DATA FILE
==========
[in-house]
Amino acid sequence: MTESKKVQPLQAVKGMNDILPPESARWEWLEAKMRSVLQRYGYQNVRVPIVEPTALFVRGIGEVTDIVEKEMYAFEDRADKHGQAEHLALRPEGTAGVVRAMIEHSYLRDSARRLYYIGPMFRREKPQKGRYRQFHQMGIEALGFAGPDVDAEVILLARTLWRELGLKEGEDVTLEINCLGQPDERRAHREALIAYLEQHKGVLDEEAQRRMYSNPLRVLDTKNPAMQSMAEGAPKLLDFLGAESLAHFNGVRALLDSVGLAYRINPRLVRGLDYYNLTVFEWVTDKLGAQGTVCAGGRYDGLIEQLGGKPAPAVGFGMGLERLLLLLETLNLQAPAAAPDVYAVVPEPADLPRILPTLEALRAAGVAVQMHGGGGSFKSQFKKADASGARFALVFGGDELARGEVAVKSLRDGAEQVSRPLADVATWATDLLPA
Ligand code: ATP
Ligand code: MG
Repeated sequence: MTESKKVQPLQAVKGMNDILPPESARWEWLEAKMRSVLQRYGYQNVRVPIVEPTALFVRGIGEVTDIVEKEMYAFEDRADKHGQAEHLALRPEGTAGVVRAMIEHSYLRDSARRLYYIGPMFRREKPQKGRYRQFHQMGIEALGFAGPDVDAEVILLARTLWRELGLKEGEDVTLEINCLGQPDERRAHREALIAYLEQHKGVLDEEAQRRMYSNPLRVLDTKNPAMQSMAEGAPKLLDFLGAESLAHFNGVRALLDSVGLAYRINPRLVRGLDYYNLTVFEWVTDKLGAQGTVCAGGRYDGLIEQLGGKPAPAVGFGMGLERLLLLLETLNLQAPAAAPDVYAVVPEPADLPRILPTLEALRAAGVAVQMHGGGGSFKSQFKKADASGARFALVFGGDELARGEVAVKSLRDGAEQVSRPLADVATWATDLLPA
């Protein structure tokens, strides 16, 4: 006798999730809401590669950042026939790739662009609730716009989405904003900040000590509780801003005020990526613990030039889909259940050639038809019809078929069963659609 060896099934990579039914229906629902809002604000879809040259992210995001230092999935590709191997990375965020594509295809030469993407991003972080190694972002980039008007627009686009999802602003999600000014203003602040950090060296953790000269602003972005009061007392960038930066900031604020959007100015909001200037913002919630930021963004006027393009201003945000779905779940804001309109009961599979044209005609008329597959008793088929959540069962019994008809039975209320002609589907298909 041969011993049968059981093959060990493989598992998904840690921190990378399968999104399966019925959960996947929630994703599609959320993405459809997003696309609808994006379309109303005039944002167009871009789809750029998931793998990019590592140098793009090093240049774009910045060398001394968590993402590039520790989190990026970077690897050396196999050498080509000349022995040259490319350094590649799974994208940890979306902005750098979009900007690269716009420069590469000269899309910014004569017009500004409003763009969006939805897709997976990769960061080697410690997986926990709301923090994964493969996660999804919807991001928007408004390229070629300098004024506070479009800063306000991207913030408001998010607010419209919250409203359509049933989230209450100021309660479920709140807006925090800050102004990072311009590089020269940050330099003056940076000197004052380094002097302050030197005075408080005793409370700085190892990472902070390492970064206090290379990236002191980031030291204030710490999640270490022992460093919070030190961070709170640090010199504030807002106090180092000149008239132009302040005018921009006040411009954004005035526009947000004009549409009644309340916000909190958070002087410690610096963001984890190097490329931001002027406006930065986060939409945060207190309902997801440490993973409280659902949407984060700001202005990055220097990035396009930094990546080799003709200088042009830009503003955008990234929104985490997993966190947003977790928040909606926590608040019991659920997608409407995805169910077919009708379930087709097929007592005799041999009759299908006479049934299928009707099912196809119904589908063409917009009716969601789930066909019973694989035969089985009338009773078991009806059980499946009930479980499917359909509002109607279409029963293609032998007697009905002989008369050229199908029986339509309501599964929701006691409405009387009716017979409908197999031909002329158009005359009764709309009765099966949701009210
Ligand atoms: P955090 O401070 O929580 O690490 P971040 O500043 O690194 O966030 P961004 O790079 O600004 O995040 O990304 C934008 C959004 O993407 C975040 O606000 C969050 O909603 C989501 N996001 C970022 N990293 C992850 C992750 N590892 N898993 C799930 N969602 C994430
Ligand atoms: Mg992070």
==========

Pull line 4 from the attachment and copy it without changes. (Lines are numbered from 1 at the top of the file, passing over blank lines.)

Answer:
Ligand code: MG